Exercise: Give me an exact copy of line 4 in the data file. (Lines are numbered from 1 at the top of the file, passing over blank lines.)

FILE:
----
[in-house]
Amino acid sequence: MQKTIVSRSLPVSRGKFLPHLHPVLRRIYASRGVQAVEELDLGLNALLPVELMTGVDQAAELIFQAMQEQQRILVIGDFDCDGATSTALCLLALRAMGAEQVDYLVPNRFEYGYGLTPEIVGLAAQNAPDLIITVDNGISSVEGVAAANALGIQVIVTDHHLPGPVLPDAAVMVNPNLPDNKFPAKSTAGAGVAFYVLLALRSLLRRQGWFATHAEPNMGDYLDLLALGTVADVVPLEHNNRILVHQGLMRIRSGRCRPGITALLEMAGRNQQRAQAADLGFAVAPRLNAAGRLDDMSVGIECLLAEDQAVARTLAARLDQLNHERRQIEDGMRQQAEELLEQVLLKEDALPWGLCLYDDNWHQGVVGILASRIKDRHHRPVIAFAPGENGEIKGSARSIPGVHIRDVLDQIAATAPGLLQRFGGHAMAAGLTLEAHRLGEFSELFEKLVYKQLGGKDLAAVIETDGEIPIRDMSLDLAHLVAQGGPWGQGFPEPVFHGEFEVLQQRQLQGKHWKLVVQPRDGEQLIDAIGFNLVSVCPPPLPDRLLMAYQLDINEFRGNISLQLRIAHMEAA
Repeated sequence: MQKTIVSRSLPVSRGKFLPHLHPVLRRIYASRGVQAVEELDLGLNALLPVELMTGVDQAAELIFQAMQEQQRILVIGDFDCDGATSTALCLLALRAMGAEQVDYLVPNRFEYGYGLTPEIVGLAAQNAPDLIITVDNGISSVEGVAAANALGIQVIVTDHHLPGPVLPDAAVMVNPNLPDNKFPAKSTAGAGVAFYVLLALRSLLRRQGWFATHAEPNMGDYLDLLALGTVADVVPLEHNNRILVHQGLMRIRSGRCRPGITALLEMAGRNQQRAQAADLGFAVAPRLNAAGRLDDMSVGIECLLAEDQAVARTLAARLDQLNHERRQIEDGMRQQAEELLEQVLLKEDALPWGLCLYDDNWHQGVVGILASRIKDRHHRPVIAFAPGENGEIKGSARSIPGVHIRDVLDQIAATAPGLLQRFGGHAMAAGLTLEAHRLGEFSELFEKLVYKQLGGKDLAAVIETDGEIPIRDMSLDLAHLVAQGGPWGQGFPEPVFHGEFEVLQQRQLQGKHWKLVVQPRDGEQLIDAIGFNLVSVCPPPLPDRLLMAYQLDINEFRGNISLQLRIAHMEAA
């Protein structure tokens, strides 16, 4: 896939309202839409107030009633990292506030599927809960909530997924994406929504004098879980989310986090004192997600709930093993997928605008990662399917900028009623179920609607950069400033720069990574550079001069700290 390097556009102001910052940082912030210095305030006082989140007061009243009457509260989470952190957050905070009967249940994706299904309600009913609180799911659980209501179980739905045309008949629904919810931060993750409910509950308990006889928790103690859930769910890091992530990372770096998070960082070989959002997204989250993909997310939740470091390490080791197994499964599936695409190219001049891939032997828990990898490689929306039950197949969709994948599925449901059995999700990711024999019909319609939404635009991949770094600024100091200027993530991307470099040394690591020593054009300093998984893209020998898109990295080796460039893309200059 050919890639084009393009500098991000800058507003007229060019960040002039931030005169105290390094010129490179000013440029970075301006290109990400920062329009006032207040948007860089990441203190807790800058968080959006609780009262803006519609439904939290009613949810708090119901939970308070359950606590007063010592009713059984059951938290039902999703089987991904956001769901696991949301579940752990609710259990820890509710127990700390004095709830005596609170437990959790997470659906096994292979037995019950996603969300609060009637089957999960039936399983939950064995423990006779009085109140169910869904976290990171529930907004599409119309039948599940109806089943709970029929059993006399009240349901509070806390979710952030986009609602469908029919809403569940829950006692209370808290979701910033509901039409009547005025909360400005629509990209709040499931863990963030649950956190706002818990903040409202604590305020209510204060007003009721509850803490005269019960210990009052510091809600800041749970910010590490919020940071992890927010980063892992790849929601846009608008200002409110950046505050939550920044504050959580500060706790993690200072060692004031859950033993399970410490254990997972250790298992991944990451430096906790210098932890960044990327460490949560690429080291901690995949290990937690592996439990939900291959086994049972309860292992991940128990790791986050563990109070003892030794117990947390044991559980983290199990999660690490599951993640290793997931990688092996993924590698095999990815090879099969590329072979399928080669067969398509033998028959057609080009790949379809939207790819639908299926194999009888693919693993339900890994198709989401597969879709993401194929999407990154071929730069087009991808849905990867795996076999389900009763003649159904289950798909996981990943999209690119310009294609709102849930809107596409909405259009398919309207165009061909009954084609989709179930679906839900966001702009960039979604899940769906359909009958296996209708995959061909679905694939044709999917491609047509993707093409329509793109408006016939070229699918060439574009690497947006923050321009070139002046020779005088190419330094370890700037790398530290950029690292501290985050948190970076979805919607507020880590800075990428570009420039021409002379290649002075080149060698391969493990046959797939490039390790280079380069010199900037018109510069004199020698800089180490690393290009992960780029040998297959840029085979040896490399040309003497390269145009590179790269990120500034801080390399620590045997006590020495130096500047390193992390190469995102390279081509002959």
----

């Protein structure tokens, strides 16, 4: 896939309202839409107030009633990292506030599927809960909530997924994406929504004098879980989310986090004192997600709930093993997928605008990662399917900028009623179920609607950069400033720069990574550079001069700290 390097556009102001910052940082912030210095305030006082989140007061009243009457509260989470952190957050905070009967249940994706299904309600009913609180799911659980209501179980739905045309008949629904919810931060993750409910509950308990006889928790103690859930769910890091992530990372770096998070960082070989959002997204989250993909997310939740470091390490080791197994499964599936695409190219001049891939032997828990990898490689929306039950197949969709994948599925449901059995999700990711024999019909319609939404635009991949770094600024100091200027993530991307470099040394690591020593054009300093998984893209020998898109990295080796460039893309200059 050919890639084009393009500098991000800058507003007229060019960040002039931030005169105290390094010129490179000013440029970075301006290109990400920062329009006032207040948007860089990441203190807790800058968080959006609780009262803006519609439904939290009613949810708090119901939970308070359950606590007063010592009713059984059951938290039902999703089987991904956001769901696991949301579940752990609710259990820890509710127990700390004095709830005596609170437990959790997470659906096994292979037995019950996603969300609060009637089957999960039936399983939950064995423990006779009085109140169910869904976290990171529930907004599409119309039948599940109806089943709970029929059993006399009240349901509070806390979710952030986009609602469908029919809403569940829950006692209370808290979701910033509901039409009547005025909360400005629509990209709040499931863990963030649950956190706002818990903040409202604590305020209510204060007003009721509850803490005269019960210990009052510091809600800041749970910010590490919020940071992890927010980063892992790849929601846009608008200002409110950046505050939550920044504050959580500060706790993690200072060692004031859950033993399970410490254990997972250790298992991944990451430096906790210098932890960044990327460490949560690429080291901690995949290990937690592996439990939900291959086994049972309860292992991940128990790791986050563990109070003892030794117990947390044991559980983290199990999660690490599951993640290793997931990688092996993924590698095999990815090879099969590329072979399928080669067969398509033998028959057609080009790949379809939207790819639908299926194999009888693919693993339900890994198709989401597969879709993401194929999407990154071929730069087009991808849905990867795996076999389900009763003649159904289950798909996981990943999209690119310009294609709102849930809107596409909405259009398919309207165009061909009954084609989709179930679906839900966001702009960039979604899940769906359909009958296996209708995959061909679905694939044709999917491609047509993707093409329509793109408006016939070229699918060439574009690497947006923050321009070139002046020779005088190419330094370890700037790398530290950029690292501290985050948190970076979805919607507020880590800075990428570009420039021409002379290649002075080149060698391969493990046959797939490039390790280079380069010199900037018109510069004199020698800089180490690393290009992960780029040998297959840029085979040896490399040309003497390269145009590179790269990120500034801080390399620590045997006590020495130096500047390193992390190469995102390279081509002959």